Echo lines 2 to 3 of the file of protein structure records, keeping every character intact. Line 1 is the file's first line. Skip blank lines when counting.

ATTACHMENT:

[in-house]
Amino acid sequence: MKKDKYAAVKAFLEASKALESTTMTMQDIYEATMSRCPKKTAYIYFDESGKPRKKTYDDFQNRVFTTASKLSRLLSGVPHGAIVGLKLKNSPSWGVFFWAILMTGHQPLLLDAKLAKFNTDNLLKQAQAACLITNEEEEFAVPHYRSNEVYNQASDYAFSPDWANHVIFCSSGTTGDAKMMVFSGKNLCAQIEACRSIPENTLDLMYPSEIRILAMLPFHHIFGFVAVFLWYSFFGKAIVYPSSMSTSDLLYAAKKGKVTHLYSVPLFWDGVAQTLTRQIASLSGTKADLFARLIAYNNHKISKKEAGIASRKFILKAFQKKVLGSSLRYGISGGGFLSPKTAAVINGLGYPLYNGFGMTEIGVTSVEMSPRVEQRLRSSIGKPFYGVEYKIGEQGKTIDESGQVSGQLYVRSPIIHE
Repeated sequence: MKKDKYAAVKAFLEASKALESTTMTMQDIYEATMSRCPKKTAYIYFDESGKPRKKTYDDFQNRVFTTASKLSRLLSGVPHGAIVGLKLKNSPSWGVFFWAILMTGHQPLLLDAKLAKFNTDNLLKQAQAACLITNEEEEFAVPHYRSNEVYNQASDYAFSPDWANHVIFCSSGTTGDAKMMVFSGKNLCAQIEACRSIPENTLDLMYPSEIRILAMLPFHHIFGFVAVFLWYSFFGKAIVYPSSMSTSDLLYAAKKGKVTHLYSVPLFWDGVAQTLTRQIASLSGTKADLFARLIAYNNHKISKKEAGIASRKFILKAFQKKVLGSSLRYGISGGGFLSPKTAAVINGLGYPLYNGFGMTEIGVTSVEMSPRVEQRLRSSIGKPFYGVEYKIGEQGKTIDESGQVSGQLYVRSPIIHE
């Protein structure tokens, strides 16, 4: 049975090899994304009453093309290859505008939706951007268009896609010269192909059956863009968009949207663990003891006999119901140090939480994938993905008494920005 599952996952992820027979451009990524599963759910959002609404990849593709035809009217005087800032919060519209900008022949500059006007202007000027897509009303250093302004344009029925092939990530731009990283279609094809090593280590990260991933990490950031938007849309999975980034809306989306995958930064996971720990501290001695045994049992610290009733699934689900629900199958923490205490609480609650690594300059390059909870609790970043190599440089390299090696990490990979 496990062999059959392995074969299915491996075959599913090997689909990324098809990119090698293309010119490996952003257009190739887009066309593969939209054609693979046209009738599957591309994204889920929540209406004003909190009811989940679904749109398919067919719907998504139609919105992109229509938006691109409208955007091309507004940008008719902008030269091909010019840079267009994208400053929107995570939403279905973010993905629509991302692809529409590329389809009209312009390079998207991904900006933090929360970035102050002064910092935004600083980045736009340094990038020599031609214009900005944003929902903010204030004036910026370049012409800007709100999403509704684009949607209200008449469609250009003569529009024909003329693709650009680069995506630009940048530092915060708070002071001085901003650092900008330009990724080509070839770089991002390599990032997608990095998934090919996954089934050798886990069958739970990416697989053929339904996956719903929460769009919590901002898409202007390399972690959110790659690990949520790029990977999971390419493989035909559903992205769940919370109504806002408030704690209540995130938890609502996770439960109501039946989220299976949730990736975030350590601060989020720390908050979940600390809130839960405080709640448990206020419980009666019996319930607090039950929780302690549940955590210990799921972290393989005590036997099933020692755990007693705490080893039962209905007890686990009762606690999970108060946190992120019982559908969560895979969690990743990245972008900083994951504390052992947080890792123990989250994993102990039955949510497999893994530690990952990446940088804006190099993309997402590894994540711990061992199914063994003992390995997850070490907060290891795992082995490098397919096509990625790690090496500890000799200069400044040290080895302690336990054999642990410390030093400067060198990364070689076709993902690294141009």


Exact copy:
Amino acid sequence: MKKDKYAAVKAFLEASKALESTTMTMQDIYEATMSRCPKKTAYIYFDESGKPRKKTYDDFQNRVFTTASKLSRLLSGVPHGAIVGLKLKNSPSWGVFFWAILMTGHQPLLLDAKLAKFNTDNLLKQAQAACLITNEEEEFAVPHYRSNEVYNQASDYAFSPDWANHVIFCSSGTTGDAKMMVFSGKNLCAQIEACRSIPENTLDLMYPSEIRILAMLPFHHIFGFVAVFLWYSFFGKAIVYPSSMSTSDLLYAAKKGKVTHLYSVPLFWDGVAQTLTRQIASLSGTKADLFARLIAYNNHKISKKEAGIASRKFILKAFQKKVLGSSLRYGISGGGFLSPKTAAVINGLGYPLYNGFGMTEIGVTSVEMSPRVEQRLRSSIGKPFYGVEYKIGEQGKTIDESGQVSGQLYVRSPIIHE
Repeated sequence: MKKDKYAAVKAFLEASKALESTTMTMQDIYEATMSRCPKKTAYIYFDESGKPRKKTYDDFQNRVFTTASKLSRLLSGVPHGAIVGLKLKNSPSWGVFFWAILMTGHQPLLLDAKLAKFNTDNLLKQAQAACLITNEEEEFAVPHYRSNEVYNQASDYAFSPDWANHVIFCSSGTTGDAKMMVFSGKNLCAQIEACRSIPENTLDLMYPSEIRILAMLPFHHIFGFVAVFLWYSFFGKAIVYPSSMSTSDLLYAAKKGKVTHLYSVPLFWDGVAQTLTRQIASLSGTKADLFARLIAYNNHKISKKEAGIASRKFILKAFQKKVLGSSLRYGISGGGFLSPKTAAVINGLGYPLYNGFGMTEIGVTSVEMSPRVEQRLRSSIGKPFYGVEYKIGEQGKTIDESGQVSGQLYVRSPIIHE